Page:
Singapore dangles $88M package to help fintech, FSI firms drive digital efforts

Monetary Authority of Singapore will set aside SG$125 million ($88.12 million) to help the financial services industry boost its digital capabilities and provide fintech firms better access to digital tools.

Singapore is setting aside SG$125 million ($88.12 million) to help its financial services industry (FSI) and fintech firms boost their digital capabilities and drive their deployment of digital tools. The funds will also offer financial support for workforce training and manpower costs.

The Monetary Authority of Singapore (MAS) on Wednesday said the package is aimed at enabling these businesses to enhance their digital infrastructure amidst the global economic slump and prepare them to tap potential growth spurt when the COVID-19 situation eased. 

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Funded by the country's Financial Sector Development Fund, the SG$125 million package focuses on three components comprising of workforce training and manpower costs, digitalisation and operational resilience, and fintech sector's access to digital platforms and tools. 

It will also include a new Training Allowance Grant aimed at encouraging FSI and fintech companies to use the current downtime in business activity to train and boost their employees' skillsets. 

A Digital Acceleration Grant has also been set up to help smaller FSI and fintech firms adopt digital tools to bolster their operational resilience, process efficiency, risk management, and customer service, MAS said. Such initiatives could the adoption of digital tools and upgrading of systems that facilitated business continuity, such as virtual conferencing systems and document collaboration software.

Encompassing two key areas, the grant would cover 80% of eligible expenses incurred in the adoption of digital tools, capped at SG$120,000 per organisation, over the duration of the scheme.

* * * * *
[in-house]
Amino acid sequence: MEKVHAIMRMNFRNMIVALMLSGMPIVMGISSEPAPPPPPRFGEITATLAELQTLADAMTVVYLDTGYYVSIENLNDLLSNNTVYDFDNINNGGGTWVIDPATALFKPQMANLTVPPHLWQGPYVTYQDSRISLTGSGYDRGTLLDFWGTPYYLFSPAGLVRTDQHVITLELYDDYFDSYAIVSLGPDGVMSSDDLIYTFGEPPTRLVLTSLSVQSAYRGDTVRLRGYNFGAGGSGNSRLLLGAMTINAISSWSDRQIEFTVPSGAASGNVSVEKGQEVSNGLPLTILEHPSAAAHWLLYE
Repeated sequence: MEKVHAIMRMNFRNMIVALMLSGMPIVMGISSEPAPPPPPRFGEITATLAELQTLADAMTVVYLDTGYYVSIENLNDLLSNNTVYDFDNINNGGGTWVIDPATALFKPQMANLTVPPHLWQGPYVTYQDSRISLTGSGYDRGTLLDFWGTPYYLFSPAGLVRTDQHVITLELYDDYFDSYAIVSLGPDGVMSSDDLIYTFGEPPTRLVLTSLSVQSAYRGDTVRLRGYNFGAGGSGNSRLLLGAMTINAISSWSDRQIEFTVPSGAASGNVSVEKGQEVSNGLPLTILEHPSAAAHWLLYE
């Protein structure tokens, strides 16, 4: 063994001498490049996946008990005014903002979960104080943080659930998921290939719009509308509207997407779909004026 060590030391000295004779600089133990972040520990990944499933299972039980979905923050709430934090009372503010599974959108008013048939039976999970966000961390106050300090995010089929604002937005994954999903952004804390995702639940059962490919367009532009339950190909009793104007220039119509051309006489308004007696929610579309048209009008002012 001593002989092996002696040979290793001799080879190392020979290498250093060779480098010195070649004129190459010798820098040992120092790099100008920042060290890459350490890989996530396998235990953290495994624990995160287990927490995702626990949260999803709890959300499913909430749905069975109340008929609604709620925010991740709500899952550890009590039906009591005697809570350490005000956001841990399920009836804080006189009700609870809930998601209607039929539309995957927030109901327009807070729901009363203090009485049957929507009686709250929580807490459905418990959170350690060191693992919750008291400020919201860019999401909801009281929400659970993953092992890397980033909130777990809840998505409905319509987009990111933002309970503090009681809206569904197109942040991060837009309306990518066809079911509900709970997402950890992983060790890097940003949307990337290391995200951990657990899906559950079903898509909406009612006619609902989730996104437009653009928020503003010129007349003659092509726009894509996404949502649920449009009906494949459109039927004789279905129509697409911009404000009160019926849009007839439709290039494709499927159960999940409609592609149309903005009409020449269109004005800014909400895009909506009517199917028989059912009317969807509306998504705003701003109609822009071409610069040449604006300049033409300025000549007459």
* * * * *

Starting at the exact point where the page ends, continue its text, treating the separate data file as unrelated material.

It also would co-fund 80% of eligible expenses, capped at SG$100,000 per organisation per project, when at least three smaller FSI firms jointly customise digital tools for deployment within their organisation. The funding period must not exceed two years from implementation and eligible expenses could include hardware and software, professional services, and manpower costs. 

Qualifying digital tools must be deployed and used in Singapore for at least one year and be designed to improve productivity, efficiency, risk management, operational resilience, or customer service. These tools should fall under certain technology categories including cloud services, CRM, data-related such as data analytics and automation, cybersecurity, and compliance.

In addition, all Singapore-based fintech companies would have six months of free access to an online global marketplace and sandbox for sales and collaboration. Called API Exchange (APIX), the marketplace would enable fintech and FSI companies to integrate and test applications via a cloud-based platform. 

MAS added that it also would work with the Singapore FinTech Association to establish a new digital self-assessment framework, to be hosted on APIX, to help fintech companies assess the quality of their software against the MAS' Outsourcing and TRM (Technology Risk Management) Guidelines

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